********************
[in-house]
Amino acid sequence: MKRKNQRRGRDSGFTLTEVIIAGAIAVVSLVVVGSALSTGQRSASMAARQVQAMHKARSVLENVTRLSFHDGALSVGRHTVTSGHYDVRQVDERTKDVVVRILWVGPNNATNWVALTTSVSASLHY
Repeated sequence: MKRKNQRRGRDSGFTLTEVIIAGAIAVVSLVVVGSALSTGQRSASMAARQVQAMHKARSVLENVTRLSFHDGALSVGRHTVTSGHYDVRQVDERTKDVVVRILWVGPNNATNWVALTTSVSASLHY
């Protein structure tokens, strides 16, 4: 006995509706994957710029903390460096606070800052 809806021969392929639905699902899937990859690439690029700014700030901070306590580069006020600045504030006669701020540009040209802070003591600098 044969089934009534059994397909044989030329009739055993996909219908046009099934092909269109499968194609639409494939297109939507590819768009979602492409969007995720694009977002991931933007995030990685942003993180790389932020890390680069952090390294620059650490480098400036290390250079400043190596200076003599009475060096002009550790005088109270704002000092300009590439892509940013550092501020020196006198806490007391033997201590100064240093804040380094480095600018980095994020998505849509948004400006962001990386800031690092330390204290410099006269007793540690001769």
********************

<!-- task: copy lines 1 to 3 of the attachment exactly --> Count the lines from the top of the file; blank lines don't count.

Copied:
[in-house]
Amino acid sequence: MKRKNQRRGRDSGFTLTEVIIAGAIAVVSLVVVGSALSTGQRSASMAARQVQAMHKARSVLENVTRLSFHDGALSVGRHTVTSGHYDVRQVDERTKDVVVRILWVGPNNATNWVALTTSVSASLHY
Repeated sequence: MKRKNQRRGRDSGFTLTEVIIAGAIAVVSLVVVGSALSTGQRSASMAARQVQAMHKARSVLENVTRLSFHDGALSVGRHTVTSGHYDVRQVDERTKDVVVRILWVGPNNATNWVALTTSVSASLHY